Familial chylomicronemia syndrome (FCS) is a very rare hereditary condition in which individuals lack properly functioning lipoprotein lipase (LPL), an enzyme that clears triglycerides from plasma. The disruption of the enzyme activity leads to very high concentrations of triglycerides and particularly chylomicrons in the plasma (chylomicronemia). Chylomicrons are lipoproteins that transport triglycerides from the gastrointestinal (GI) tract to other parts of the body.1,2
FCS is also referred to as familial LPL deficiency (LPLD), or hyperlipoproteinemia Type 1. In affected patients, the high concentration of chylomicrons in the plasma can lead to a host of problems including acute recurrent inflammation of the pancreas (pancreatitis), development of skin lesions known as eruptive xanthoma, a creamy appearance of the retinal blood vessels (lipaemia retinalis), abdominal pain, and/or abnormal enlargement of the liver and/or spleen (hepatosplenomegaly).1,2
This very rare disease may go undetected, or may be improperly diagnosed as hypertriglyceridemia during childhood. In many cases, it is not until patients are young adults — with severe abdominal pain due to pancreatitis — that they are properly diagnosed and receive specialist medical care. The pancreatitis that often leads to the proper diagnosis can be very serious, requiring hospitalization and, in some cases, can be fatal.1,2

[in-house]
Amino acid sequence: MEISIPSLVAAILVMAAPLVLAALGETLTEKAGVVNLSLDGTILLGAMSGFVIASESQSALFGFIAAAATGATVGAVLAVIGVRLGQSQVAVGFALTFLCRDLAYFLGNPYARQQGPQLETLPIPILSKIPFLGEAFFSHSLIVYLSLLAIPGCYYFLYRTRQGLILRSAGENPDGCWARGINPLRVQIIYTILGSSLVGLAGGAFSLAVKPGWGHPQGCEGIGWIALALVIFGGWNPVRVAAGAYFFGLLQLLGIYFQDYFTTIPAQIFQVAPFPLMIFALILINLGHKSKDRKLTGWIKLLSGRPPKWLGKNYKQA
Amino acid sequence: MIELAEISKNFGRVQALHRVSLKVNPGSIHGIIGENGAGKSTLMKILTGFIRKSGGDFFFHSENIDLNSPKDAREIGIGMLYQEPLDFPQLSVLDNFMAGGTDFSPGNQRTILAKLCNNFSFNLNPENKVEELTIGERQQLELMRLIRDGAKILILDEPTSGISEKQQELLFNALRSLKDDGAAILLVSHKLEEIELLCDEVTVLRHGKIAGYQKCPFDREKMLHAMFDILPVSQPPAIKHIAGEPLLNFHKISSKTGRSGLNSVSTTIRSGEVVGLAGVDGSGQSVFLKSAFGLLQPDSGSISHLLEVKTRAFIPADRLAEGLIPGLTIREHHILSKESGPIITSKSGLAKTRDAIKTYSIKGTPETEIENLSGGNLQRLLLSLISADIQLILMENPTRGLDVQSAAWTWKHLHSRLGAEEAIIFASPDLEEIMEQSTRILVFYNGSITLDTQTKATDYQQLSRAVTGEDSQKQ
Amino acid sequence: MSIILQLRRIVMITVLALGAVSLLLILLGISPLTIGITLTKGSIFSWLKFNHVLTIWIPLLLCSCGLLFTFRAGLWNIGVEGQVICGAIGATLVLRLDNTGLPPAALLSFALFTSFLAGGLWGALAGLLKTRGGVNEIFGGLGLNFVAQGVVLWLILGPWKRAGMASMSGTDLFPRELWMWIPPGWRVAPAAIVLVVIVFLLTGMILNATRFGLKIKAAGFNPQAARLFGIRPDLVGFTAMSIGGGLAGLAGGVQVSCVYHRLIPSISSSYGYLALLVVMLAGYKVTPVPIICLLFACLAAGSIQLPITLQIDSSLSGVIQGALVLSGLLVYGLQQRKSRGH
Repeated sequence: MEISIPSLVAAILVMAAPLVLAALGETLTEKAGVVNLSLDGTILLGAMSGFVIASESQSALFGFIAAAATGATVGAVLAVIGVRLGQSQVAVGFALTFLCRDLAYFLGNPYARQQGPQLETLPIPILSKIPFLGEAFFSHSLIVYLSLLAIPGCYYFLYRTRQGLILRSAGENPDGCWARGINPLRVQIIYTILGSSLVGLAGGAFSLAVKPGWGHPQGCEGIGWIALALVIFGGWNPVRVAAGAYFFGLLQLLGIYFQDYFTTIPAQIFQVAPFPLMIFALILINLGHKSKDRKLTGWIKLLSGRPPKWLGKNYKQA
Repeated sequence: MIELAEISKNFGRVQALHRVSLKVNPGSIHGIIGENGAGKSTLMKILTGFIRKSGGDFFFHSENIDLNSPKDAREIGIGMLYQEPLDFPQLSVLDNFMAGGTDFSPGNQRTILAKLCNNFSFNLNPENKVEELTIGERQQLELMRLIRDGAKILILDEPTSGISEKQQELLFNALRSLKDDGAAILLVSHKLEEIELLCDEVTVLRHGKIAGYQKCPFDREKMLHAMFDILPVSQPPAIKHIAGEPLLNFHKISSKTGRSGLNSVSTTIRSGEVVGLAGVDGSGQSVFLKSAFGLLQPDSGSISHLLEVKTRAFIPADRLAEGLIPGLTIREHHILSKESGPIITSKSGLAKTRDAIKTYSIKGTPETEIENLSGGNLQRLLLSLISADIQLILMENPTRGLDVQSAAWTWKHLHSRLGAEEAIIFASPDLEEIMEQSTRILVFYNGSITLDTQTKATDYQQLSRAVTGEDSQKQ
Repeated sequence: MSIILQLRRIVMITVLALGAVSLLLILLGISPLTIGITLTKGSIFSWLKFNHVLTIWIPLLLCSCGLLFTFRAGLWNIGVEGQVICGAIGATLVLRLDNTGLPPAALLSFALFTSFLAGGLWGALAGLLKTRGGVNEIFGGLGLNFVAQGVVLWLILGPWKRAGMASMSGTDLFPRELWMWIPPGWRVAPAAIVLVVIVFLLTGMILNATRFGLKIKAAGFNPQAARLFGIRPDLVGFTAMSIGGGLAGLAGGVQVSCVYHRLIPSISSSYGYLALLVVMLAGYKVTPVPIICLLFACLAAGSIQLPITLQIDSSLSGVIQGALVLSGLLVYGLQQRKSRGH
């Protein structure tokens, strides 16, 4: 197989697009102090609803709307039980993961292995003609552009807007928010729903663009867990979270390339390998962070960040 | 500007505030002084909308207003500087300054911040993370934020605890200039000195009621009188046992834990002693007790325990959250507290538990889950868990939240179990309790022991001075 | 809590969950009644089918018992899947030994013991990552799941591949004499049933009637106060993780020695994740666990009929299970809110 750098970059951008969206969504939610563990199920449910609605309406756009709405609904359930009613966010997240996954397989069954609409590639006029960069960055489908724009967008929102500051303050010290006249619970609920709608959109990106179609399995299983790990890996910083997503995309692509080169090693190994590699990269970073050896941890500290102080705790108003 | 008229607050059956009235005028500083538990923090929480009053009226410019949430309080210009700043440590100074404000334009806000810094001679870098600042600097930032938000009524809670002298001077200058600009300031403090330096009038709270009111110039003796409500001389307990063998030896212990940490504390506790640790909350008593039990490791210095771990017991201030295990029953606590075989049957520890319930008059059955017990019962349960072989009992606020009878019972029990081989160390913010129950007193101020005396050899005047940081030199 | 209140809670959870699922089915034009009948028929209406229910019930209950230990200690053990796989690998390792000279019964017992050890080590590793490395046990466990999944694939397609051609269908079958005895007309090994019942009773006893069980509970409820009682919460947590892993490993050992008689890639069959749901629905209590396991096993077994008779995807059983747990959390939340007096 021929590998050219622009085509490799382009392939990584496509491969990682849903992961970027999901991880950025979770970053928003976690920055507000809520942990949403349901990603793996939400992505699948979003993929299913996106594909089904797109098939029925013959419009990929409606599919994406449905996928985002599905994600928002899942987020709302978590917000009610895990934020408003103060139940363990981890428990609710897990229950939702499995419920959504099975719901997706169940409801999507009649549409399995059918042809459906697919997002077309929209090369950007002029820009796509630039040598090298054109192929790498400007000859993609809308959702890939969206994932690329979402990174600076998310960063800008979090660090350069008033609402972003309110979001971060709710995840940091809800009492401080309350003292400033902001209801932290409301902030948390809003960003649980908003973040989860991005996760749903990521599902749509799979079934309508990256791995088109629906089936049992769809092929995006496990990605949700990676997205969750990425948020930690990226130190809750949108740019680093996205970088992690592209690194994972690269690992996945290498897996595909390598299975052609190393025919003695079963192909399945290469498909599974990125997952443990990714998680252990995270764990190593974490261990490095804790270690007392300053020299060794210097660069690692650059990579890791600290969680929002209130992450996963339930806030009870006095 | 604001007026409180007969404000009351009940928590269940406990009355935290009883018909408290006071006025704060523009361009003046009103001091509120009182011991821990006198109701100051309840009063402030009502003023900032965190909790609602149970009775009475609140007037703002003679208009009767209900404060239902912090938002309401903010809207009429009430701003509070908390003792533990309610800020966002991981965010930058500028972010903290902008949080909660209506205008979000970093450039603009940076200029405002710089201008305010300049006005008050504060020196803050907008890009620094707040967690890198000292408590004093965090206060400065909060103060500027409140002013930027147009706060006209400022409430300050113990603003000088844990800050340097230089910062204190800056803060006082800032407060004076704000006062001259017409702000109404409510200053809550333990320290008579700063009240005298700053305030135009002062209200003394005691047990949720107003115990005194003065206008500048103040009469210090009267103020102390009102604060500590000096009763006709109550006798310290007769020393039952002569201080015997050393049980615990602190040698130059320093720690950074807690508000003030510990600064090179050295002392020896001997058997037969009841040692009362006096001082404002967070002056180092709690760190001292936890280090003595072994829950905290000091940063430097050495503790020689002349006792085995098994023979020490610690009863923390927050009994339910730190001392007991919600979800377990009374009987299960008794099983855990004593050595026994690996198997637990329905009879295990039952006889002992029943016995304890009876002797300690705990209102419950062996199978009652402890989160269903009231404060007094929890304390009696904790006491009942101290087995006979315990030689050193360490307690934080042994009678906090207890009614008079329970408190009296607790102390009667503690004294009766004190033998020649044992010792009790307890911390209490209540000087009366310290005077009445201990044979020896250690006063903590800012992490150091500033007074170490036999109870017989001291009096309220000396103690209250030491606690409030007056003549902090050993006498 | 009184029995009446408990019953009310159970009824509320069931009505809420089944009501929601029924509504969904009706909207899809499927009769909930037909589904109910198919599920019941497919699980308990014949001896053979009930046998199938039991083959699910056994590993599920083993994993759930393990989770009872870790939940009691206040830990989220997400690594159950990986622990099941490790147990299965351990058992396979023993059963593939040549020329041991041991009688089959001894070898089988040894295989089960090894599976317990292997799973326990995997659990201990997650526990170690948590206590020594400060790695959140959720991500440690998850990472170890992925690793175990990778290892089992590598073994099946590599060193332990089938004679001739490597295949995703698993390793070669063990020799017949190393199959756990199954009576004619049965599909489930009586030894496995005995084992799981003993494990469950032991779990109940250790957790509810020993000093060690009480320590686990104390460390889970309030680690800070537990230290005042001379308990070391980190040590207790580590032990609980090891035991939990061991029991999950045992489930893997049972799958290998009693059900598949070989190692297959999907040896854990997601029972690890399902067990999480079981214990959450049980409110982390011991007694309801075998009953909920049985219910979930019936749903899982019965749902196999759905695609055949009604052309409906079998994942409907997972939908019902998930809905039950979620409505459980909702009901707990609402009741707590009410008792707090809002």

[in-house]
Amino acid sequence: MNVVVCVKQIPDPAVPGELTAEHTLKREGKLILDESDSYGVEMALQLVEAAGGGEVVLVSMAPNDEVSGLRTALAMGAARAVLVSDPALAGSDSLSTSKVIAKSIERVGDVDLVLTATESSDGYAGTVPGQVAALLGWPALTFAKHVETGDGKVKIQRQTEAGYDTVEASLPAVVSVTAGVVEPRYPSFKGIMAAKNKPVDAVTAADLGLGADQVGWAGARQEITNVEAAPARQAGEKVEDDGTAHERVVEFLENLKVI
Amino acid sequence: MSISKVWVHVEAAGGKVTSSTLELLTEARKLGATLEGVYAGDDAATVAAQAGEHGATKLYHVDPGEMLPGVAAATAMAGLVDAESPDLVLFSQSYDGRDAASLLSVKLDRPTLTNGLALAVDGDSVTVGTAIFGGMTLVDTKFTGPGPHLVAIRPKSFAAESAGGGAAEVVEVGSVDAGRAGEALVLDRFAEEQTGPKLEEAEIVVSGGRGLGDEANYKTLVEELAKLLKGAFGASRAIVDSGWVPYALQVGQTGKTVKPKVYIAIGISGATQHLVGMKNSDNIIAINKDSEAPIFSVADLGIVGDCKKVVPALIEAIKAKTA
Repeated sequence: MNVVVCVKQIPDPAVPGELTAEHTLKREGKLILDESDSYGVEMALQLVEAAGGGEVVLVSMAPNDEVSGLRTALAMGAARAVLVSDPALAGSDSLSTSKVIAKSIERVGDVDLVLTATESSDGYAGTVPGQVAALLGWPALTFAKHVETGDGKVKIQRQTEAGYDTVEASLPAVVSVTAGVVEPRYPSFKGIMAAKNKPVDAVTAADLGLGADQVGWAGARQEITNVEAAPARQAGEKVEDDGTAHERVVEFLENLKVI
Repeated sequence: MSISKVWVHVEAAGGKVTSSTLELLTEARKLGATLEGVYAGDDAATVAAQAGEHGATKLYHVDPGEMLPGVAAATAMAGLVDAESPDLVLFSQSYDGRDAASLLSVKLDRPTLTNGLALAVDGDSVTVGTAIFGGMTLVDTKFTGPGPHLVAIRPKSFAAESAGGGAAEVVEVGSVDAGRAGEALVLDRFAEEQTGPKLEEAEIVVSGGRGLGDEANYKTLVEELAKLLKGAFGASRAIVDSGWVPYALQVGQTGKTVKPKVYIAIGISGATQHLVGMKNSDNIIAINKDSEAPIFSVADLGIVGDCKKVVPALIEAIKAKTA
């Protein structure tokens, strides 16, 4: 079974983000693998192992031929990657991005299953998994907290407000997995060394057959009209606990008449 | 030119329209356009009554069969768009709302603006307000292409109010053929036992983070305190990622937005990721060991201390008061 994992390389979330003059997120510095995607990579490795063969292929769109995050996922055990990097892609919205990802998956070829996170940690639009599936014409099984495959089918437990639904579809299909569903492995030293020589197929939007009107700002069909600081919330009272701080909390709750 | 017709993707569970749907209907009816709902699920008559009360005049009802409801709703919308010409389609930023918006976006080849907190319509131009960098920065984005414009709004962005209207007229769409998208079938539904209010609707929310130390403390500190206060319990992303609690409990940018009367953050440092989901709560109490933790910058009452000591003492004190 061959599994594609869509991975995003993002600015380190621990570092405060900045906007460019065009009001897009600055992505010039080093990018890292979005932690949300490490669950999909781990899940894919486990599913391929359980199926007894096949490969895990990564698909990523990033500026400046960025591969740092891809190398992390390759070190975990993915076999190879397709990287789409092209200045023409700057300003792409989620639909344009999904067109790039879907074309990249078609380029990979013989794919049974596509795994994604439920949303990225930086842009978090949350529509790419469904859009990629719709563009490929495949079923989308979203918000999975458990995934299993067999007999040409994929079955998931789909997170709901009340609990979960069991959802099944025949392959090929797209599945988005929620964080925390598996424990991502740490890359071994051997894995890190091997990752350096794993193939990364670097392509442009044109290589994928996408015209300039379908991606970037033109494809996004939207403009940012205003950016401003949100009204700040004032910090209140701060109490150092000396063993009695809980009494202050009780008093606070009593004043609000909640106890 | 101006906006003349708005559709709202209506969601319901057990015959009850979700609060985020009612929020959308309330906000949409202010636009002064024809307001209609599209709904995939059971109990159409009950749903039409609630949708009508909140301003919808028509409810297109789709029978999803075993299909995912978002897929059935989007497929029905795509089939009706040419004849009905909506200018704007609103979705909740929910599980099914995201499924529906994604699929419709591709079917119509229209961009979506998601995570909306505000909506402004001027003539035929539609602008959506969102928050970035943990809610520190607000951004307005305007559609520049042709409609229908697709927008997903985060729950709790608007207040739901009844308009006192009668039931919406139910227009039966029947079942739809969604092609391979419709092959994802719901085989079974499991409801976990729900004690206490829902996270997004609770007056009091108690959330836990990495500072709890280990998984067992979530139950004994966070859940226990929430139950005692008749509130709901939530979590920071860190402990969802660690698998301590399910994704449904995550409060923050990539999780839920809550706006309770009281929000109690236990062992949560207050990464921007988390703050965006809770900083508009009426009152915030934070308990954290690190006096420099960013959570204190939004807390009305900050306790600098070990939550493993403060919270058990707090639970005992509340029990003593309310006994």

There is no clear diagnostic profile for FCS. A diagnosis of FCS in current clinical practice is mainly based on clinical findings, time of onset, family history and lipid profile by ultracentrifugation. Relevant historical information will likely include a family history of lipid disorders and/or a personal history of abdominal pain or pancreatitis. Moreover, fasting lactescent plasma (i.e., creamy looking blood sample) typically is the trigger to further work up and ultimate diagnosis.1-5
FCS is not well understood. There is currently no pharmacotherapy approved in the United States to treat patients with FCS. More natural history studies are needed to better understand how the disease progresses and how it impacts people’s lives. Additionally, more clinical trials are needed to develop treatment options.